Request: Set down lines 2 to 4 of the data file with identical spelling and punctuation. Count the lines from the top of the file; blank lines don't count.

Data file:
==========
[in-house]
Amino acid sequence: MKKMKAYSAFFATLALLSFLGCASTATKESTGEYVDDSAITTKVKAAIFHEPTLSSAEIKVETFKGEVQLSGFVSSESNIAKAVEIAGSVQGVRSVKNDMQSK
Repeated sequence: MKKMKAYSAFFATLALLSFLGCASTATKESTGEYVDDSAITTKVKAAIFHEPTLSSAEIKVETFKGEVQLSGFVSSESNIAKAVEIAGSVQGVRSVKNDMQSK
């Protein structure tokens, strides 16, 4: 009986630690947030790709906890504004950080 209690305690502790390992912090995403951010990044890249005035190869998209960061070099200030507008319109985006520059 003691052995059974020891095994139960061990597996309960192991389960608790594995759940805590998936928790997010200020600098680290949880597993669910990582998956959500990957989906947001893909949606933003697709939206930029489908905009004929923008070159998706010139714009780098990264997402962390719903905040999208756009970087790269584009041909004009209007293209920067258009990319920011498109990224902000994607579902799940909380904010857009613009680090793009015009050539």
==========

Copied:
Amino acid sequence: MKKMKAYSAFFATLALLSFLGCASTATKESTGEYVDDSAITTKVKAAIFHEPTLSSAEIKVETFKGEVQLSGFVSSESNIAKAVEIAGSVQGVRSVKNDMQSK
Repeated sequence: MKKMKAYSAFFATLALLSFLGCASTATKESTGEYVDDSAITTKVKAAIFHEPTLSSAEIKVETFKGEVQLSGFVSSESNIAKAVEIAGSVQGVRSVKNDMQSK
């Protein structure tokens, strides 16, 4: 009986630690947030790709906890504004950080 209690305690502790390992912090995403951010990044890249005035190869998209960061070099200030507008319109985006520059 003691052995059974020891095994139960061990597996309960192991389960608790594995759940805590998936928790997010200020600098680290949880597993669910990582998956959500990957989906947001893909949606933003697709939206930029489908905009004929923008070159998706010139714009780098990264997402962390719903905040999208756009970087790269584009041909004009209007293209920067258009990319920011498109990224902000994607579902799940909380904010857009613009680090793009015009050539």